This pandemic has been tough on all of us. The isolation, lack of social connections, and added stress can cause us to feel edgy. Working from home, our kids doing online school at home, and our social time being spent mostly at home means we are spending much more time together as families. Mostly, this is a great thing, but it might also mean conflict in the home has increased. I thought it would be timely to offer some tips for managing conflict that can reduce distress at home.
Positive Ways to Deal with Conflict:
Take a moment to think about why you are upset
Usually your feelings run a little deeper than “You are being too loud while I am in a zoom meeting!” Maybe you are feeling displaced because you don’t have adequate office space at home.
Choose one topic to discuss
When we are upset, it is easy to get carried away and bring up everything that has bothered us about that person since the beginning of time. It is much more productive to discuss and resolve the issue at hand.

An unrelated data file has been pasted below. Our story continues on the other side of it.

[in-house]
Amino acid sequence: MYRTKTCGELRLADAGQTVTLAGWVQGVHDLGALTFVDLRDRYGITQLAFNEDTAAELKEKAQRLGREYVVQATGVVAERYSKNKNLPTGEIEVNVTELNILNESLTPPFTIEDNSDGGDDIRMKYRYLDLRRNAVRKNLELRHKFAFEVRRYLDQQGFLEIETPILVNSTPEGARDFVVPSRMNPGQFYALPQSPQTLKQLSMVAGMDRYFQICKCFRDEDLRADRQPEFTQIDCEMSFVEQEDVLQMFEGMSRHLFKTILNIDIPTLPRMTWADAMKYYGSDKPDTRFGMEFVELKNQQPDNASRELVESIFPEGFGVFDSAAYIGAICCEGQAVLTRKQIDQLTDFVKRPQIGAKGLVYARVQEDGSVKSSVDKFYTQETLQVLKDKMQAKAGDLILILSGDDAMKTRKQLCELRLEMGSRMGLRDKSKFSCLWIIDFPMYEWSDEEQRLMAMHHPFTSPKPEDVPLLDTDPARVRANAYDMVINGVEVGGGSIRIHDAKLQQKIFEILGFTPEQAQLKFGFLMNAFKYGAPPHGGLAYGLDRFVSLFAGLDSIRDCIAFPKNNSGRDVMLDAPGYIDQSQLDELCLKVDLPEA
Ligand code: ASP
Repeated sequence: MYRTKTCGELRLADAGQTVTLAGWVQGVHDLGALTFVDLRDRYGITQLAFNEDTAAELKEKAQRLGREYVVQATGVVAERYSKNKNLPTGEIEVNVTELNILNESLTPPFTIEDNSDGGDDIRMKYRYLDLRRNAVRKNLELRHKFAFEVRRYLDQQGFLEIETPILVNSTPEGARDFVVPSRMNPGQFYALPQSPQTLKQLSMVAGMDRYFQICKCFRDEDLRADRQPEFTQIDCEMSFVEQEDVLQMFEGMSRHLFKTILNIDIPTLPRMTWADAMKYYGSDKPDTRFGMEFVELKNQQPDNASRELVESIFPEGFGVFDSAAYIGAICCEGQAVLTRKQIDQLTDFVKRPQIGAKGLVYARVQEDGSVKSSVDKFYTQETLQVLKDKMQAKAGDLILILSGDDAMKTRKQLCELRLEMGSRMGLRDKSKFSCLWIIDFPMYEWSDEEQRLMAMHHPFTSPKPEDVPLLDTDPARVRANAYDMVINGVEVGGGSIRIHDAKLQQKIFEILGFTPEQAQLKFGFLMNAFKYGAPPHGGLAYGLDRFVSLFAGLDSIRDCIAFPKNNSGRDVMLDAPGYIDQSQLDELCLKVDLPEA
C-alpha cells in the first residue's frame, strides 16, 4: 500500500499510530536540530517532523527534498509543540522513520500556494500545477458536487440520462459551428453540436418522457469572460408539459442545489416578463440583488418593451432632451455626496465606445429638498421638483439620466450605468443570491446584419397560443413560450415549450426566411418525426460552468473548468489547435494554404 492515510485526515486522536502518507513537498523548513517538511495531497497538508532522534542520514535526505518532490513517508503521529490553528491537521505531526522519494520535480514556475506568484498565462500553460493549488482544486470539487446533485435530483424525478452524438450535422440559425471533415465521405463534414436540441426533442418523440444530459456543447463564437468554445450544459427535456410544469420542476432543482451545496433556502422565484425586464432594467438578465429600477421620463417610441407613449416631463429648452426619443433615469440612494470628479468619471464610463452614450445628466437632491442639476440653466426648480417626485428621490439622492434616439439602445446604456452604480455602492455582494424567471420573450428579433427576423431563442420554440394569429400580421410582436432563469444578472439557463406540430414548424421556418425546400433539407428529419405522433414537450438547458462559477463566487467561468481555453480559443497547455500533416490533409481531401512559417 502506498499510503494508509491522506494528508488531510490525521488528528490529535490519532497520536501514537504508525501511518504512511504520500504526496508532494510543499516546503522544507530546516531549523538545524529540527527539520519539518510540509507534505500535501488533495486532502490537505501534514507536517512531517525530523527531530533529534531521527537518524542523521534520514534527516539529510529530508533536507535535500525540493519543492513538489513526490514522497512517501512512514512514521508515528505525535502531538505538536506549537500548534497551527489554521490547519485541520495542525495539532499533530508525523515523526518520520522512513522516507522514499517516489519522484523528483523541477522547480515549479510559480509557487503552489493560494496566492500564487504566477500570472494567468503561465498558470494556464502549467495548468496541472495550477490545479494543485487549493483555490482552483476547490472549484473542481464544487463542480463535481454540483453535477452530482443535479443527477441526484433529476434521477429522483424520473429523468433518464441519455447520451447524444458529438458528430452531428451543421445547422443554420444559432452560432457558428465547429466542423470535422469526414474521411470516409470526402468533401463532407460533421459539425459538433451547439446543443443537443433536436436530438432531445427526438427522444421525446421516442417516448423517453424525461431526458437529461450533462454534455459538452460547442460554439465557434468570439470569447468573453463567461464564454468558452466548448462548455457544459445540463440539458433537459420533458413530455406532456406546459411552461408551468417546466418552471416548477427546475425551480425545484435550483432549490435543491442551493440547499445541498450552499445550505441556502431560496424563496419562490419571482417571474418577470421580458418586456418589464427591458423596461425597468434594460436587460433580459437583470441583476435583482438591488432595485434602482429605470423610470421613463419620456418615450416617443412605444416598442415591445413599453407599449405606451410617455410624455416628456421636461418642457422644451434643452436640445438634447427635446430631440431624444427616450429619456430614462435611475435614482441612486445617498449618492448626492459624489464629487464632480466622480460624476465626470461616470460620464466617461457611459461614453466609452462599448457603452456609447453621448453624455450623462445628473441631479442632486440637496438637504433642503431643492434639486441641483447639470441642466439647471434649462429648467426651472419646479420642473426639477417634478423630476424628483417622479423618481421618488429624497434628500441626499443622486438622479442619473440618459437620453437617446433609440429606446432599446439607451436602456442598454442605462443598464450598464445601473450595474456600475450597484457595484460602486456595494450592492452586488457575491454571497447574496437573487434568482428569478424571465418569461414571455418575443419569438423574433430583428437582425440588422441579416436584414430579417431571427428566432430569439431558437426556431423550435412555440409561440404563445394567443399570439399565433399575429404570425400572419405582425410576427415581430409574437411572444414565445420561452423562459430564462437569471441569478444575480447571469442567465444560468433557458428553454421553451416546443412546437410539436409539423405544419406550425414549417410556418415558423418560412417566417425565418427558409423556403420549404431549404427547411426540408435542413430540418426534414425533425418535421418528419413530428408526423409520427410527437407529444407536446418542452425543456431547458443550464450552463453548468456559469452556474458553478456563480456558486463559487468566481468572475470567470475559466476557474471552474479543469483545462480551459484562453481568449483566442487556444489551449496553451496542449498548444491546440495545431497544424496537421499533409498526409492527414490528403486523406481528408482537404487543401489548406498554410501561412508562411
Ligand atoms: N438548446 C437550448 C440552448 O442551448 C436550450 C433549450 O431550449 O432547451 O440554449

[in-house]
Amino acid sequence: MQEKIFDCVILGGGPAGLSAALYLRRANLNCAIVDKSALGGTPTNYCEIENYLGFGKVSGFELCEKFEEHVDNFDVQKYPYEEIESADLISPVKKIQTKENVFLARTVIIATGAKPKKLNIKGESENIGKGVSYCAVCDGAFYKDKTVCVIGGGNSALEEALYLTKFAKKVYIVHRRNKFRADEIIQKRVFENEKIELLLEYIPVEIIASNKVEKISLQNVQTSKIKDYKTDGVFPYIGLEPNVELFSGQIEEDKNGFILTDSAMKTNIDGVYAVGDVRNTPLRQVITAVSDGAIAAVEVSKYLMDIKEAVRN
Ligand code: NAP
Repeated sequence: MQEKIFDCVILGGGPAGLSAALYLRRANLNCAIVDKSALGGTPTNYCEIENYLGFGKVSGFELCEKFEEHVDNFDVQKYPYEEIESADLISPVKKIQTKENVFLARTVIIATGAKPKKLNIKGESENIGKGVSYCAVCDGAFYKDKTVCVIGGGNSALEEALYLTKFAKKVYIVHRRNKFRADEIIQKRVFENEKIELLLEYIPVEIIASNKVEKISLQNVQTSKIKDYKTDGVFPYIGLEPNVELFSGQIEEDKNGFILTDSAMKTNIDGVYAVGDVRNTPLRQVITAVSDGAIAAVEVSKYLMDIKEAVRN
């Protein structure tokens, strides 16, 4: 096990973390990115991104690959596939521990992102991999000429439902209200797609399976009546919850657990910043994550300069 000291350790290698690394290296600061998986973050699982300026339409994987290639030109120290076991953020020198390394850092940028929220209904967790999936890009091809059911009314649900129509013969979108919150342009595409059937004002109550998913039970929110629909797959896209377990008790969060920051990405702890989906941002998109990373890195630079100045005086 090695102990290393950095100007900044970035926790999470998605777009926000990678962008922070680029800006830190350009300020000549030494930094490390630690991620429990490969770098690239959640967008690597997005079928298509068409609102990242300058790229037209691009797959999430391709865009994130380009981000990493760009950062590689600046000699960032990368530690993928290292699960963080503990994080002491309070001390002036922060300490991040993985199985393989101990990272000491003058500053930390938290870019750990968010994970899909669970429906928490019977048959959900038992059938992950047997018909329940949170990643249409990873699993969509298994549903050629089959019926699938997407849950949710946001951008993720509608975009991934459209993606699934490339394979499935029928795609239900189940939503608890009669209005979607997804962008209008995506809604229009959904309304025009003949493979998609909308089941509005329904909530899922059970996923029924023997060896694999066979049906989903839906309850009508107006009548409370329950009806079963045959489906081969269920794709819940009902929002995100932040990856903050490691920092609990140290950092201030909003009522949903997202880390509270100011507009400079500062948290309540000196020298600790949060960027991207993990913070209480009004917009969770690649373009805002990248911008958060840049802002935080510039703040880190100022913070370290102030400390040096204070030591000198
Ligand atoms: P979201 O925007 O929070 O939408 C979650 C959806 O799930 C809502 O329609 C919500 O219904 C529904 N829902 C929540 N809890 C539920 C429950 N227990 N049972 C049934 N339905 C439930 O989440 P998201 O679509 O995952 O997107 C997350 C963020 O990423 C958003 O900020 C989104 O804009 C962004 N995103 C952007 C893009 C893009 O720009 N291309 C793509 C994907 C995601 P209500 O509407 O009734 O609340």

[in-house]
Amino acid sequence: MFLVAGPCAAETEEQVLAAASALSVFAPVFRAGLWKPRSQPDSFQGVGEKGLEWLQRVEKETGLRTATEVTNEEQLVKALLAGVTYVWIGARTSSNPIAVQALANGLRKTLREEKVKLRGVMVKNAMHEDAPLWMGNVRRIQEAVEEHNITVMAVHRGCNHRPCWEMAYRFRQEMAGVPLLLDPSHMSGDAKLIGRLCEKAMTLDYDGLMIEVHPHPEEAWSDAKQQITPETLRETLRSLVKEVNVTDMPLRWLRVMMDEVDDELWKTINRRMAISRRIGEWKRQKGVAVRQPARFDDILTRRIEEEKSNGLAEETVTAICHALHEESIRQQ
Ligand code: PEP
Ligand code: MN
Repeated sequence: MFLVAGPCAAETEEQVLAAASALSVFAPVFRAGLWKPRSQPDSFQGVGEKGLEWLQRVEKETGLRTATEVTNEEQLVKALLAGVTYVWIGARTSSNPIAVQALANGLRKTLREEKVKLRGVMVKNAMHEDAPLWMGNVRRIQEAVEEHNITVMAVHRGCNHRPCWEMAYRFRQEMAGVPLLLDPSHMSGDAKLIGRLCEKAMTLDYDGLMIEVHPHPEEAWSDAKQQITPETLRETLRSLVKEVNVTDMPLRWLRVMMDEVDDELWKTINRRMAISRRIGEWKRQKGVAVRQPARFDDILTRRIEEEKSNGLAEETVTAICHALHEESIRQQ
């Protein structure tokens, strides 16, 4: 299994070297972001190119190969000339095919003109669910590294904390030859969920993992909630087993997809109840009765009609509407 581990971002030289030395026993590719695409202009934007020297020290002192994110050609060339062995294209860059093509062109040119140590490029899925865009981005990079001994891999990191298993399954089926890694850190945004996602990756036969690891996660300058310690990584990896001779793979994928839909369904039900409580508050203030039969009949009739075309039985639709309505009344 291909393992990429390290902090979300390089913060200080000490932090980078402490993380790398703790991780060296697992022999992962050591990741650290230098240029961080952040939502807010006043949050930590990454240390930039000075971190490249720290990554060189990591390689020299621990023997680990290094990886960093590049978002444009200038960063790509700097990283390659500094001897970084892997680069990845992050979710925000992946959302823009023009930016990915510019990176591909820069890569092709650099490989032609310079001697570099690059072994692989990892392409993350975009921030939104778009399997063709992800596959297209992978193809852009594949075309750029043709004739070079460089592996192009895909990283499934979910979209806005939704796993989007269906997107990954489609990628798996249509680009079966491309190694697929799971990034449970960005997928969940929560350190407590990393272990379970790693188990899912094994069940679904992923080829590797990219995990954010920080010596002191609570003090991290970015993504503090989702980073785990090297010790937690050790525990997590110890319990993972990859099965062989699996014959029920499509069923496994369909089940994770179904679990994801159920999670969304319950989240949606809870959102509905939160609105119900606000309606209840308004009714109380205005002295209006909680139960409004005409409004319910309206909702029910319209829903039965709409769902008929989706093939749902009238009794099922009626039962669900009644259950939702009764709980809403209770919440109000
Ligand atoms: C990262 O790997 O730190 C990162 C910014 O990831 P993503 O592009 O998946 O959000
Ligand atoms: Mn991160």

No name calling!
Calling names is unproductive, may cause long-term hurt feelings, and does not resolve the problem. Focus on the problem, not the person.
Use “feeling” words
By expressing how you feel, using “I” statements, you will be taken more seriously and others will be motivated to generate a solution.
Wait your turn
Everyone deserves an opportunity to say what they want to say. A good rule of thumb is: You have 2 ears and 1 mouth, listen twice as much as you speak.
No silent treatment
This is called “stonewalling”. No problem can be resolved by refusing to engage in a discussion. It takes effort to resolve conflict, so it is important to avoid this hurtful retreat response.
Keep your voice in check
Yelling causes people to shut down and walk away. If you can take a deep breath and talk in a normal tone of voice, much more productive discussions will evolve.
Take a break
If you feel emotionally charged, take a moment by yourself before you address the issue that is upsetting you. When we address conflict while we are emotionally heated, we often say hurtful things we do not mean to say.